A large portion of the sky, which extends well above and below the galactic plane, is dominated by the diffuse emission of gas and dust in our galaxy, the Milky Way. While the first galactic plane signal hidden cosmic microwave background from our view, also it highlights the extent of large-scale structure of our galaxy.

Although the two main components of the microwave sky appear to be separable only in certain areas, one in the foreground removal across the sky is made possible by sophisticated image analysis techniques which have been developed by scientists Planck teams. These techniques are based on single frequency coverage of the observatory and unprecedented precision of their measurements.

This image is derived from data collected by Planck during its first survey of the entire sky, and covers about 12 months of observations.

Planck is a mission of the European Space Agency, with significant participation from NASA. The Planck Project Office at NASA is headquartered at JPL. JPL contributed enabling technology for both mission Planck scientific instruments. Scientists from Europe, Canada and the United States Planck will work together to analyze the Planck data.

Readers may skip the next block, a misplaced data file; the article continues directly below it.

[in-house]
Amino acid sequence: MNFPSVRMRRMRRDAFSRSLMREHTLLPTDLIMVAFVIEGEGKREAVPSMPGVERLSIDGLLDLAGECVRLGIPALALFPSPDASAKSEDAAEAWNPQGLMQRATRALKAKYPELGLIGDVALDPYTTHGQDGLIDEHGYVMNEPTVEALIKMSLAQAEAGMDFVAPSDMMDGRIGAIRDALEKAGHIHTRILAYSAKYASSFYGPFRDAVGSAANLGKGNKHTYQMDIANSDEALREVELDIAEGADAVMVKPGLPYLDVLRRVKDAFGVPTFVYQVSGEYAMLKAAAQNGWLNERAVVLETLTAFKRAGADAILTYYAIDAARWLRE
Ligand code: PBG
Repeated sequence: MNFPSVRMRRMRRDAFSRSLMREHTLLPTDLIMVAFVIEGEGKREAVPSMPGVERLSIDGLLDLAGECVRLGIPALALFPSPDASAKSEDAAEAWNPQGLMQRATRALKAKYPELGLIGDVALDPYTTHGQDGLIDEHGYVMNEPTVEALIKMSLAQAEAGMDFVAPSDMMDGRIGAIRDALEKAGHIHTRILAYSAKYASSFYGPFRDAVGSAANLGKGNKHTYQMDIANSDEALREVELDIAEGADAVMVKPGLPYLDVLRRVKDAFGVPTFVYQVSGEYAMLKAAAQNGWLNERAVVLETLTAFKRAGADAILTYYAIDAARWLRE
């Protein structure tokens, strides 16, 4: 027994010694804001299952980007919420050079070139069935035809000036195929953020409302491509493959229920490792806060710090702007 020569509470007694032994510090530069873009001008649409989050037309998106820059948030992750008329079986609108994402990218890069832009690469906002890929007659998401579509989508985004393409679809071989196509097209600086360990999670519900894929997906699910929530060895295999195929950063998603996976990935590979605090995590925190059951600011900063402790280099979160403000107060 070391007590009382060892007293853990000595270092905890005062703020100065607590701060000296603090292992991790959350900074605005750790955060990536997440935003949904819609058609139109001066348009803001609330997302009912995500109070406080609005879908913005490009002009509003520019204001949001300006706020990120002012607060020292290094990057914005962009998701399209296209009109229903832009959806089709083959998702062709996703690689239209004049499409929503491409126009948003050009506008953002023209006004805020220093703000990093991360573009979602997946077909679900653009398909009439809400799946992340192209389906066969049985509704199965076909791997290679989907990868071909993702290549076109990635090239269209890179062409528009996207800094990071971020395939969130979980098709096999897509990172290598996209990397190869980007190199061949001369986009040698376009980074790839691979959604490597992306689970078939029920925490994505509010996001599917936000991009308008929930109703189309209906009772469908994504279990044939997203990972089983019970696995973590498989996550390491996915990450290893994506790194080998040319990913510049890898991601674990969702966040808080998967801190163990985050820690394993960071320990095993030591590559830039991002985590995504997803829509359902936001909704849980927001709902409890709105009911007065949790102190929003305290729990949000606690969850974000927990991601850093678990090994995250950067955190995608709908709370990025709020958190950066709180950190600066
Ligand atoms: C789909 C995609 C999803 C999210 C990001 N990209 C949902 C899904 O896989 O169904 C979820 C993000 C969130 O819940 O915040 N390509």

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The European Space Agency (ESA), established in 1975, is an intergovernmental organization dedicated to the exploration of space, currently with 19 member states. Headquartered in Paris, ESA has a staff of more than 2,000. ESA’s space flight program includes human spaceflight, mainly through the participation in the International Space Station program, the launch and operations of unmanned exploration missions to other planets and the Moon, Earth observation, science, telecommunication as well as maintaining a major spaceport, the Guiana Space Centre at Kourou, French Guiana, and designing launch vehicles. ESA science missions are based at ESTEC in Noordwijk, Netherlands, Earth Observation missions at ESRIN in Frascati, Italy, ESA Mission Control (ESOC) is in Darmstadt, Germany, the European Astronaut Centre (EAC) that trains astronauts for future missions is situated in Cologne, Germany, and the European Space Astronomy Centre is located in Villanueva de la Cañada, Spain.